Economic optimism grows as US adds jobs
Although the national unemployment rate hasn't moved much, the U.S. economy has added almost 750,000 jobs in the last three months, prompting a growing sense of optimism about the health of the economy.
Employers added 227,000 jobs in February to complete three of the best months of hiring since the recession ended, the Labor Department reported Friday. The unemployment rate remained at 8.3 percent – the lowest level in three years – but officials said that shows more people are streaming back into the workforce to look for jobs.
Recent surveys by the American Institute of Certified Public Accountants, Duke University and CFO Magazine all found business leaders think the economy is trending up, and more businesses plan to hire this year.
"In our survey of business leaders across the country, we found optimists now outnumber pessimists by almost a two-to-one margin, which is a striking change from six months ago. So, certainly there is more hope out there," AICPA spokesman Jonathan Cox said.
An Elon University Poll released Friday shows that 34 percent of North Carolina residents expect the national economy to improve this year. The positive sentiment has more than doubled since the same question was asked in a poll last fall. Likewise, the number of respondents who expect the state economy to improve this year doubled, from 11 to 26 percent.
Cox says confidence is rising, but it's still fragile. Business leaders are worried that high gas prices could hurt retail sales, Cox said, and they're also concerned about health care costs.
"We're certainly not out of the woods yet, and there are still some issues to watch, but it seems as if things are headed in the right direction for now," he said.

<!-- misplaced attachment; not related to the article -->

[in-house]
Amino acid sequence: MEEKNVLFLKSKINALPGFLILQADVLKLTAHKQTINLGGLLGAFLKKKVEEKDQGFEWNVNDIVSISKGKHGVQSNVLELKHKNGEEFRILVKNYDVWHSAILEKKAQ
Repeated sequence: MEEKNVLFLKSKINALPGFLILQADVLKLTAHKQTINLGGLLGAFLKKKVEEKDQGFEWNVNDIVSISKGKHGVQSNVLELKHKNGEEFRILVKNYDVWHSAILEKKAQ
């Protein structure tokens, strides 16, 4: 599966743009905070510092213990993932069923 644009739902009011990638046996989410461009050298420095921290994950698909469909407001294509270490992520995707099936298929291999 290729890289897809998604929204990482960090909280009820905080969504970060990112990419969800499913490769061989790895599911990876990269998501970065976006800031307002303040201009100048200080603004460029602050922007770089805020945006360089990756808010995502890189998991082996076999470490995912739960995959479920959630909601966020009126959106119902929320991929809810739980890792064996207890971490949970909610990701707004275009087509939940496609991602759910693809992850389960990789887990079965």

High school students at a Wake County career expo said they hope that's the case.
"I was looking for a job myself, and it really has been hard trying to find one," said Najee Fevecque, a senior at Panther Creek High School.
Fevecque was among 600 high school students who attended at program at Wake Technical Community College on Friday to prepare them for a career. The students networked with recruiters, learned how to dress for work and even present their resumes to local executives in mock interviews.
Amy Schroeder, career development coordinator at Athens Drive High School, said one in four teens looking for a job can't find one. So, they need all the help they can get.
"Businesses are still making connections, saying, 'Hey, we've got some part-time jobs,' but it certainly has been difficult," Schroeder said.
The national jobless report also showed that only 14.9 percent of the U.S. labor force is underemployed – people are working fewer hours than they want or are at jobs for which they're overqualified – which is the lowest that figure has been in three years.